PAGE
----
A look at the news.
A variety of legal issues in the news and current events can adversely affect physicians. We examine two specific, time sensitive issues every doctor should be aware of including tax fraud targeting doctors selling their practices and a massive change in firearms law that affects millions of American gun owners.
Medical practice sales spur tax fraud targeting doctors
The continuing wave of medical practice sales and acquisitions has many physicians looking for solutions to reduce capital gains taxes. We’ve repeatedly advised you about various tax scams that target physicians like clockwork during the 4th quarter and again immediately before tax day. Now promoters have a year-round target, medial practice sales. While there are a few legitimate methods to defer capital gains tax exposure on the sale of a medical practice or any other business, none of the legitimate ones substantially reduce the tax or eliminate it altogether AND also allow you to keep the proceeds to spend as you like. This creates a large number of sellers looking for a solution that does not exist who are open to suggestions that promise the answer they are looking for.
One such scheme to be aware of is the promise that a trust with some combination of the following legitimate descriptors, “Non-Grantor, Irrevocable, Complex, Discretionary Spendthrift” can magically reduce or eliminate your capital gains tax obligations while also leaving the sales proceeds liquid and available for your use. As with most scams, there is a kernel of truth in that the series of legal terms of art I strung together above are legitimate legal terms that describe specific valid attributes of various kinds of trusts. Unfortunately, that combination isn’t any more magical than, “Acute, Internal, Laparoscopic, Vascular, Localized, Extraction” would be in a medical context.
The American College of Trusts and Estate Counsel or ACTEC, a scholarly legal organization recently addressed this issue an article that picked apart some of the specific failures in the construction of these trusts. My friend, attorney Jay Adkisson, whose work you may have seen in Forbes, was more direct about the problem in his article titled, “The Complex Trust Is Simply the Criminal Tax Evasion Device Known As The Pure Trust Repackaged”.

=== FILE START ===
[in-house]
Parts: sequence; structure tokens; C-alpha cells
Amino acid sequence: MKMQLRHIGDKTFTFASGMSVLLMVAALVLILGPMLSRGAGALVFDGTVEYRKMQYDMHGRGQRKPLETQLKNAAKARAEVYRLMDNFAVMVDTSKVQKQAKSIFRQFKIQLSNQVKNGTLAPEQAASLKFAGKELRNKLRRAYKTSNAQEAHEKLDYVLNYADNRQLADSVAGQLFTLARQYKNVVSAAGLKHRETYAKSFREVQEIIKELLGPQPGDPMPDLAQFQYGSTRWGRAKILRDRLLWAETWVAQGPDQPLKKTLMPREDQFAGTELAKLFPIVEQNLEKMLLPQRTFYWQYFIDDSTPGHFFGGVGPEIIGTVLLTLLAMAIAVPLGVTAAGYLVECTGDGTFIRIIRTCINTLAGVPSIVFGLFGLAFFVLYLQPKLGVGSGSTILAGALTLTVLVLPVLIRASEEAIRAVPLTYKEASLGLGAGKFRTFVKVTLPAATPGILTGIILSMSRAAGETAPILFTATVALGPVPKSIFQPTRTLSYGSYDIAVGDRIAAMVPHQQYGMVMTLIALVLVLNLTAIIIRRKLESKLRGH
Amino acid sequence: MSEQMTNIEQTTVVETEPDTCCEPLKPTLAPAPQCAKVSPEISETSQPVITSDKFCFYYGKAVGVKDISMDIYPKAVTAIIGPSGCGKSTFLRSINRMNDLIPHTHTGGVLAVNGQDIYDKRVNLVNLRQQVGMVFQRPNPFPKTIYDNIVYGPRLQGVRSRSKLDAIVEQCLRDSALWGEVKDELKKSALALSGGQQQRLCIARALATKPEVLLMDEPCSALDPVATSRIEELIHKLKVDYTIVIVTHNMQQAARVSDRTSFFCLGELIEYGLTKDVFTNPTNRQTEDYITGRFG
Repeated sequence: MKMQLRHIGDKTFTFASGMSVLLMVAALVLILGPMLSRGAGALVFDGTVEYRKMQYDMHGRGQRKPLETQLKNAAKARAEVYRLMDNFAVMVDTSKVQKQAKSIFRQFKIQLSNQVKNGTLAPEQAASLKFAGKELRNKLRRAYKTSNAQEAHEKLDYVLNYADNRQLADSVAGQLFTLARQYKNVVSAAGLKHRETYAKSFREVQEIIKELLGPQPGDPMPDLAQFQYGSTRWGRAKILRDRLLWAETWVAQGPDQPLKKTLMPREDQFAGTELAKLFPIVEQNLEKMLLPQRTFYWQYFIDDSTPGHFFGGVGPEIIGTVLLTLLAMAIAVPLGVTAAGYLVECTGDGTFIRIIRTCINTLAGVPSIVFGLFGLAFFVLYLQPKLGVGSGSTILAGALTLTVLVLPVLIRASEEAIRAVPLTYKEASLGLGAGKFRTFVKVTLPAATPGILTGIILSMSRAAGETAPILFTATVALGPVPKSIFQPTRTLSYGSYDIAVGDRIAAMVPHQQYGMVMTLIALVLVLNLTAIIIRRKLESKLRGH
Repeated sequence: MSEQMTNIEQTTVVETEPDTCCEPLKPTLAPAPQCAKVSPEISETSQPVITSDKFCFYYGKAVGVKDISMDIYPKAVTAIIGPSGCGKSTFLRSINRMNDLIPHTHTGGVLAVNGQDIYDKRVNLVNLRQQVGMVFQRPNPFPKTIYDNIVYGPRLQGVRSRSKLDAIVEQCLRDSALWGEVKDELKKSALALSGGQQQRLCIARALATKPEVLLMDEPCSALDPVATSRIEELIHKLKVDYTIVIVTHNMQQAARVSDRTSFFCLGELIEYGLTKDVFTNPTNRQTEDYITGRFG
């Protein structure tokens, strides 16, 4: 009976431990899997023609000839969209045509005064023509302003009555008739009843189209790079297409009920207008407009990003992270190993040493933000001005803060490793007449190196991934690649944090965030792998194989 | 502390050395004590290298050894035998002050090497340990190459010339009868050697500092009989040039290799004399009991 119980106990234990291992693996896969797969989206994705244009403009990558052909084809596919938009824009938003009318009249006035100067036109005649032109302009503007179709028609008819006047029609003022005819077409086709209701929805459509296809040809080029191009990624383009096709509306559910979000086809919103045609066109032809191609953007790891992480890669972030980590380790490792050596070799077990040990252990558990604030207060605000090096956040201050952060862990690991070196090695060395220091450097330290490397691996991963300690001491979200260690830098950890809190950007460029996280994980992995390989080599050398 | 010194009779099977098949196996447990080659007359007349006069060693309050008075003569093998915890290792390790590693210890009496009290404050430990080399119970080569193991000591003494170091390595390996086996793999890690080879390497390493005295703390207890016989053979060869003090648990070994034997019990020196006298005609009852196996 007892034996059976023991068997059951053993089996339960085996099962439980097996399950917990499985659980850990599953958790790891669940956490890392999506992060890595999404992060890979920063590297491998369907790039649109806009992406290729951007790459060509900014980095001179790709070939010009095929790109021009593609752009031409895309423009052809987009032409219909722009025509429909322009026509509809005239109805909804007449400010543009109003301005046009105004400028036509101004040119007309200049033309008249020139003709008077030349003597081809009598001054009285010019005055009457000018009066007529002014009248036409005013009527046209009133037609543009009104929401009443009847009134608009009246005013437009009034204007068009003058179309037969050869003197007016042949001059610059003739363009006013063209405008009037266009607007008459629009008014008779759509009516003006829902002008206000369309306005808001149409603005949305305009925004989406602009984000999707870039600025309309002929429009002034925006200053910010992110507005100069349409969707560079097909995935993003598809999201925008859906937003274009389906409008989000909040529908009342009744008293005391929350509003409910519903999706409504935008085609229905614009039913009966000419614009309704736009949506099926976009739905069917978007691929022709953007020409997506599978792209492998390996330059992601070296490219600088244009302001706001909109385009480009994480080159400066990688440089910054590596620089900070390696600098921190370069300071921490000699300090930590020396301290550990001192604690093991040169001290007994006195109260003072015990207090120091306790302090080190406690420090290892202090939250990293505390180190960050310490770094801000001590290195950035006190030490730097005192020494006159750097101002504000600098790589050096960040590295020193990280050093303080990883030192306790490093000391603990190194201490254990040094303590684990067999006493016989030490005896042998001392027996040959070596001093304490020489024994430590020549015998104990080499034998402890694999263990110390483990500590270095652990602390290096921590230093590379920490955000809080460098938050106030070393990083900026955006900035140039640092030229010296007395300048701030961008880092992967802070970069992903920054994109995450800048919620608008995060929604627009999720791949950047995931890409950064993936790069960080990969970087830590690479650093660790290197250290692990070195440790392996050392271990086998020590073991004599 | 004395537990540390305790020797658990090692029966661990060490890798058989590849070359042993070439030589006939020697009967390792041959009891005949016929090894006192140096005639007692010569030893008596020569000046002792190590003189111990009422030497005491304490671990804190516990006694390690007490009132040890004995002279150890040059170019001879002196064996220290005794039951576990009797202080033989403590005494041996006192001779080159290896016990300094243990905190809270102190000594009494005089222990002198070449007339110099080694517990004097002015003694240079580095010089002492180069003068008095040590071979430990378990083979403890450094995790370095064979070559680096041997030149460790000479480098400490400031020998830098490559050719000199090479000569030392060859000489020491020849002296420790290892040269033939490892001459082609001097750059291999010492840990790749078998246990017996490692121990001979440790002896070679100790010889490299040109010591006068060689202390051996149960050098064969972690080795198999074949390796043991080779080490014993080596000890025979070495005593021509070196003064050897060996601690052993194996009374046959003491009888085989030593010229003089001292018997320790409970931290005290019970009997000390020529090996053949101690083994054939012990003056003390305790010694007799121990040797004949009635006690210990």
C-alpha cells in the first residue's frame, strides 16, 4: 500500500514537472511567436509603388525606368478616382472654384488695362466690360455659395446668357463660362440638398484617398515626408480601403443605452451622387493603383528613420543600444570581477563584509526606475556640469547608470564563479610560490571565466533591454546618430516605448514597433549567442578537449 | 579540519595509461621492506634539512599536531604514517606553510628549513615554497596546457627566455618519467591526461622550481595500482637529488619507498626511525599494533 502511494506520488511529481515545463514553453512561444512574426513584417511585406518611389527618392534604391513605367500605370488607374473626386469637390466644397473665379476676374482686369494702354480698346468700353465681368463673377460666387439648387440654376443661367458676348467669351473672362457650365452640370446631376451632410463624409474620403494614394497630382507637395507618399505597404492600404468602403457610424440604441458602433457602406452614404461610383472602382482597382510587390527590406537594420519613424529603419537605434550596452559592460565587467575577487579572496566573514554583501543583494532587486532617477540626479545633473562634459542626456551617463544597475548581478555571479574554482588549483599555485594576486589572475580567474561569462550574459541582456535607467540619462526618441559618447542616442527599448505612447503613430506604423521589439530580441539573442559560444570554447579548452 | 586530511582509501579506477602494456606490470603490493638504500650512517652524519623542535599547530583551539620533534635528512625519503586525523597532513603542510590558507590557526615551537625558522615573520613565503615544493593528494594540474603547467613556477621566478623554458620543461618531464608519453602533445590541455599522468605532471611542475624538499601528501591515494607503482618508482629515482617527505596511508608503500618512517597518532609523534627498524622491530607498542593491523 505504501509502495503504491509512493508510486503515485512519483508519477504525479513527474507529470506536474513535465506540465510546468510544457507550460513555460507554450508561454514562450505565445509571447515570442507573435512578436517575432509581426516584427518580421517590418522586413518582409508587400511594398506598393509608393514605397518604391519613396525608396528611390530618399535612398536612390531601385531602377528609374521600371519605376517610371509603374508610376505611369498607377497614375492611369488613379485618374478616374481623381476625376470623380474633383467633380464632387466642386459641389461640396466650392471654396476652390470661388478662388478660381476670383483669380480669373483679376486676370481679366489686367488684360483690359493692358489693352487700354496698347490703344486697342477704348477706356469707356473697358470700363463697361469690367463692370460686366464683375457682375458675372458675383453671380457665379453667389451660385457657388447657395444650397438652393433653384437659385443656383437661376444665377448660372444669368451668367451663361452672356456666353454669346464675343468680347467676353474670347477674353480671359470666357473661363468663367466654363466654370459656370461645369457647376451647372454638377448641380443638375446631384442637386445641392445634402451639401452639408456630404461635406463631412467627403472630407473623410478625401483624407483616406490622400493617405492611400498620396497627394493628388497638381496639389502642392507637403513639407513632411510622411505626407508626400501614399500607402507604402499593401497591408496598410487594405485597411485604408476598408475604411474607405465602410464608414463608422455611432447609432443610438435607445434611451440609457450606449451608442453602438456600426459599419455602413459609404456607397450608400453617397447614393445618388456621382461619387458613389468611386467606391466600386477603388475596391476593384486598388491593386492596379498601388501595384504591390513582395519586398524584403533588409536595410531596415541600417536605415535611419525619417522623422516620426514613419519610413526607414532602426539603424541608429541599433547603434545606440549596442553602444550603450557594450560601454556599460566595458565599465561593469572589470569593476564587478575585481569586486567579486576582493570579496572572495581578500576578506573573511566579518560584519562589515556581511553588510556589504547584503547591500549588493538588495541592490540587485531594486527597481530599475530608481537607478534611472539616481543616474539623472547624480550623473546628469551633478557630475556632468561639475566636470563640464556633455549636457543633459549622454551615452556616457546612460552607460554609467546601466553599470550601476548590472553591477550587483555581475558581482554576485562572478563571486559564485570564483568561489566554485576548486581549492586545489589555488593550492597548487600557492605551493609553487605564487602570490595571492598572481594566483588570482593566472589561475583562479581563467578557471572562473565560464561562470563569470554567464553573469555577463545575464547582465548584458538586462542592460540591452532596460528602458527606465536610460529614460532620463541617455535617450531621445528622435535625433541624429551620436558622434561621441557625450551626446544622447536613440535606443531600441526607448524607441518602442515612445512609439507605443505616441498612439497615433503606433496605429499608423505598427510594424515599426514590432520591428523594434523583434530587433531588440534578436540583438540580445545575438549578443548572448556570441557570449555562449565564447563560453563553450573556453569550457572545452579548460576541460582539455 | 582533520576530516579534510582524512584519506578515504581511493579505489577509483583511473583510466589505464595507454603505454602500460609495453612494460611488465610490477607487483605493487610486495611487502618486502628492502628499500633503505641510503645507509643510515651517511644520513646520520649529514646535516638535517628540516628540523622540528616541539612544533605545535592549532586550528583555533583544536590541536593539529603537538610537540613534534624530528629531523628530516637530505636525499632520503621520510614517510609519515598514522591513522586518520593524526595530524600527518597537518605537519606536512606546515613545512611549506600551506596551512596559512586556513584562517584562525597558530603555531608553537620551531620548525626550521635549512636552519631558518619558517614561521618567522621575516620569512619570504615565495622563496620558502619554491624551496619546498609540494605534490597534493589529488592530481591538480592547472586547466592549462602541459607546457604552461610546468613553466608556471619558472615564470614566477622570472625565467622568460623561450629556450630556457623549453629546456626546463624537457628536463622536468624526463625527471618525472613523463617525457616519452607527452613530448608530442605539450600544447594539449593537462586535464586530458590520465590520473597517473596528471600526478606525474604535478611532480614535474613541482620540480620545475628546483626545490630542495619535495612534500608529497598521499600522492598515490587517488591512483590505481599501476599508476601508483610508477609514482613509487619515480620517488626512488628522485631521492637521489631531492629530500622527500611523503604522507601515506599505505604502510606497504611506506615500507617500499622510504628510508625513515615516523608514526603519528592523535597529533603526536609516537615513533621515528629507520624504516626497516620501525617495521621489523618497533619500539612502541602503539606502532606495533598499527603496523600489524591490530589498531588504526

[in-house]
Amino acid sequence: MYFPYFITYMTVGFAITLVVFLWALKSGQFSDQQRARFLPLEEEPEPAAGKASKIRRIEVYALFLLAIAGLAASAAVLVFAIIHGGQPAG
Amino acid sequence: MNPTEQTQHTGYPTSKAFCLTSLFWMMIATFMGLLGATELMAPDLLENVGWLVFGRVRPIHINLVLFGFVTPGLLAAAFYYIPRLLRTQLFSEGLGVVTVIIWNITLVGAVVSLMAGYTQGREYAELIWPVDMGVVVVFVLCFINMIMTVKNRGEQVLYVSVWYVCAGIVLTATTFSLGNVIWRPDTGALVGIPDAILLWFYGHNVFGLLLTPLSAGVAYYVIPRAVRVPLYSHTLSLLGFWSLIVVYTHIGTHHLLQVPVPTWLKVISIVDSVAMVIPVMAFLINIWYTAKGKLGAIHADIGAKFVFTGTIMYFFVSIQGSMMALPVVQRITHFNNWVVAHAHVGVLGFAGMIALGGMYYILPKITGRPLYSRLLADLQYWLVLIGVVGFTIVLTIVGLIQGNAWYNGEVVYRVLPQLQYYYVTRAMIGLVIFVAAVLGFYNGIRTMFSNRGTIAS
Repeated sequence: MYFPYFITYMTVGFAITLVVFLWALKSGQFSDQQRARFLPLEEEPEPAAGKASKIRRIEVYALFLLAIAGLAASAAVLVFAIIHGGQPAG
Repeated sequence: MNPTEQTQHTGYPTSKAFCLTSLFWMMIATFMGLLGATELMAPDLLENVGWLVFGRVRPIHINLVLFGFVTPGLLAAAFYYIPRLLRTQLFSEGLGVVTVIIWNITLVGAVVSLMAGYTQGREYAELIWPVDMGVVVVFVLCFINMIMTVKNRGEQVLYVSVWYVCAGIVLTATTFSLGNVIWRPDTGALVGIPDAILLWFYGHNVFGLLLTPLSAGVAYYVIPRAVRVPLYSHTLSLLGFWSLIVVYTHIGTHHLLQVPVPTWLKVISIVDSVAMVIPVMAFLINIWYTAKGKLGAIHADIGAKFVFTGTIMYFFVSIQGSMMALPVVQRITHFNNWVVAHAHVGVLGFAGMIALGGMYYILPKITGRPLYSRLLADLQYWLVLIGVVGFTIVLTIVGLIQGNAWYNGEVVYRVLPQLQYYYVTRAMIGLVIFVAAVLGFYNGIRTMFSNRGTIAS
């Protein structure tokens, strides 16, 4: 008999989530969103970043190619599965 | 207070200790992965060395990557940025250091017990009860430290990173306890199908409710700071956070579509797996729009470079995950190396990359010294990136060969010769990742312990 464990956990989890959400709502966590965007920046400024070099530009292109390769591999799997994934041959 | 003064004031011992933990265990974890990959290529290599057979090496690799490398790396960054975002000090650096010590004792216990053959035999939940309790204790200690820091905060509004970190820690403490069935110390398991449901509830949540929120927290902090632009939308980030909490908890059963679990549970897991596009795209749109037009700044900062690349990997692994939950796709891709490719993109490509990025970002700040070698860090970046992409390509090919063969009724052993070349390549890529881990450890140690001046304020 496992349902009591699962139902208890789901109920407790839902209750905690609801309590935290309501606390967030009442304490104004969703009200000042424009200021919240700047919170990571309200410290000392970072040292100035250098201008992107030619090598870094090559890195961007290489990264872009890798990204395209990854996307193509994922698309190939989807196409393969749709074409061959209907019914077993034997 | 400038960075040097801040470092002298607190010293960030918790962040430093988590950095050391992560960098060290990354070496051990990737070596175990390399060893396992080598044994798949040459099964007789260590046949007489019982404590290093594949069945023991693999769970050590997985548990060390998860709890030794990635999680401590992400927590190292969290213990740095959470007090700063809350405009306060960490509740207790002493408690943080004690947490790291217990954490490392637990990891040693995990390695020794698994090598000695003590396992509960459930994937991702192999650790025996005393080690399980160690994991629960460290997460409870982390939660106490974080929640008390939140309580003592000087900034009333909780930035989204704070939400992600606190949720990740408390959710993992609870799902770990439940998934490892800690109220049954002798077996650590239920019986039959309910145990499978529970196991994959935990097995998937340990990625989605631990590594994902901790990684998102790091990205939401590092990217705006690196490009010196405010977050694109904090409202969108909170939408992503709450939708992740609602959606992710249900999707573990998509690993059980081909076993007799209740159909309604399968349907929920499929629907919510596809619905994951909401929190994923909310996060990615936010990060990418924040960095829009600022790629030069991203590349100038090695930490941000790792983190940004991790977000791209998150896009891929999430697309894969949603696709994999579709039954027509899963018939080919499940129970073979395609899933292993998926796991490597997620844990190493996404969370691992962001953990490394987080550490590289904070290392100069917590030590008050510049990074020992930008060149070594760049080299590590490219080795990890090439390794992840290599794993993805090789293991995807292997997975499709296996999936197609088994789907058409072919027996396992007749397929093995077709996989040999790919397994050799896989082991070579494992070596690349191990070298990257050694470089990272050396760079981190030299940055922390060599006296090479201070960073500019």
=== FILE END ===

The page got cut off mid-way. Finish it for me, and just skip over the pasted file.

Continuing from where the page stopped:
The scammer who sells complex trusts will show their marks a letter from the IRS which states that such a trust pays no income taxes. Using that letter, they then tell their marks that if they put all their assets and divert their income into the Complex Trust that it will then be forever free of tax. What the scammers don't tell their marks is that the IRS letter actually states that the trust itself does not pay tax because the trust is treated as a grantor trust which means that all the taxable income of the trust passes through to some individually (known as the "tax grantor") who records it on their own personal tax returns as if the trust never existed.
Tread lightly, get advice from your own CPA and tax counsel and trust their feedback over your desire for it to be true.
Massive gun law change goes into effect May 31
Firearms ownership is at all time high and that includes many physicians. As many as 40 million U.S. gun owners may be affected by a massive change to firearms law that has been alarmingly underreported and which goes into effect at midnight, May 31, 2023. Those who have purchased a “pistol” with a barrel of less than 16 inches in either rifle or handgun caliber that also has an “arm- brace“ on it must now register that firearm with the ATF (here are their own step by step instructions) as a more heavily controlled “short barreled rifle”.
Failure to comply is punishable by up to ten years in prison and fine of up to $10K. You can register each affected firearm online with the ATF and will need to submit pictures and fingerprints (within 10 days) and the usual $200 license fee has been waived for those complying with the new law by the required date. If you don’t want to comply and register, the ATF provides several options:
We will continue to examine the real world examples of risks we have discussed in abstract detail.
Attorney Ike Devji has 20 years of legal experience focused exclusively on asset protection, risk management and wealth preservation. He helps protect a national client base with more than $6 billion in personal assets, including several thousand physicians. He is a contributing author to multiple books for physicians, a Physicians Practice contributor for over a decade and a frequent national CME presenter. Learn more at www.ProAssetProtection.com.